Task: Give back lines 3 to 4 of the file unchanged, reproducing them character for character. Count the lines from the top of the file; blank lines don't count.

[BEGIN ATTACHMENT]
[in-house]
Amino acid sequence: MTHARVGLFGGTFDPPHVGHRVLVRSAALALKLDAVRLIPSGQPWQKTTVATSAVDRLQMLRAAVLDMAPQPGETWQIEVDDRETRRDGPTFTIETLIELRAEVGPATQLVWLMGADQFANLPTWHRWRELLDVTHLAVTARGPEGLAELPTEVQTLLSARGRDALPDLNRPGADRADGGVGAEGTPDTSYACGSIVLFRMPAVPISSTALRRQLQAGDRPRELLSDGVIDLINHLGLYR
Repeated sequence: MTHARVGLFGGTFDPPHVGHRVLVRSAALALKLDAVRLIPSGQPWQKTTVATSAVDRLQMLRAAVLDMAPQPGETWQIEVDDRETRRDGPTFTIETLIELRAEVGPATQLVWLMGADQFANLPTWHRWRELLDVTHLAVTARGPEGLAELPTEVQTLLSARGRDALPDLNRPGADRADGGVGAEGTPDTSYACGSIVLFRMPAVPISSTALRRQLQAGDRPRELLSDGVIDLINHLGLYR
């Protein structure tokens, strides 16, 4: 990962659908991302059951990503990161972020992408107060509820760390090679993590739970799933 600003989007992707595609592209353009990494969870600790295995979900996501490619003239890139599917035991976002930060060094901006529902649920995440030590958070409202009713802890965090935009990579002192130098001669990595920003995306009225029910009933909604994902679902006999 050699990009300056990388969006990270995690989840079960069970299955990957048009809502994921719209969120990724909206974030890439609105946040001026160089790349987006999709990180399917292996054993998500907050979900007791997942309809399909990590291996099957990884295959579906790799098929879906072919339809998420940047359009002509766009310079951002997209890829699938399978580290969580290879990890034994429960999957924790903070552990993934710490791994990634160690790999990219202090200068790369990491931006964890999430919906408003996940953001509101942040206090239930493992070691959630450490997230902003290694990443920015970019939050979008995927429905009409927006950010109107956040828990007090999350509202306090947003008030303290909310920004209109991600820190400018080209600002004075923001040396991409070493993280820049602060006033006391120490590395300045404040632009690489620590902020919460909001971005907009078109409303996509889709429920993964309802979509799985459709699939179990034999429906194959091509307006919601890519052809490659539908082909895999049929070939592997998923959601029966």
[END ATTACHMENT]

Repeated sequence: MTHARVGLFGGTFDPPHVGHRVLVRSAALALKLDAVRLIPSGQPWQKTTVATSAVDRLQMLRAAVLDMAPQPGETWQIEVDDRETRRDGPTFTIETLIELRAEVGPATQLVWLMGADQFANLPTWHRWRELLDVTHLAVTARGPEGLAELPTEVQTLLSARGRDALPDLNRPGADRADGGVGAEGTPDTSYACGSIVLFRMPAVPISSTALRRQLQAGDRPRELLSDGVIDLINHLGLYR
């Protein structure tokens, strides 16, 4: 990962659908991302059951990503990161972020992408107060509820760390090679993590739970799933 600003989007992707595609592209353009990494969870600790295995979900996501490619003239890139599917035991976002930060060094901006529902649920995440030590958070409202009713802890965090935009990579002192130098001669990595920003995306009225029910009933909604994902679902006999 050699990009300056990388969006990270995690989840079960069970299955990957048009809502994921719209969120990724909206974030890439609105946040001026160089790349987006999709990180399917292996054993998500907050979900007791997942309809399909990590291996099957990884295959579906790799098929879906072919339809998420940047359009002509766009310079951002997209890829699938399978580290969580290879990890034994429960999957924790903070552990993934710490791994990634160690790999990219202090200068790369990491931006964890999430919906408003996940953001509101942040206090239930493992070691959630450490997230902003290694990443920015970019939050979008995927429905009409927006950010109107956040828990007090999350509202306090947003008030303290909310920004209109991600820190400018080209600002004075923001040396991409070493993280820049602060006033006391120490590395300045404040632009690489620590902020919460909001971005907009078109409303996509889709429920993964309802979509799985459709699939179990034999429906194959091509307006919601890519052809490659539908082909895999049929070939592997998923959601029966």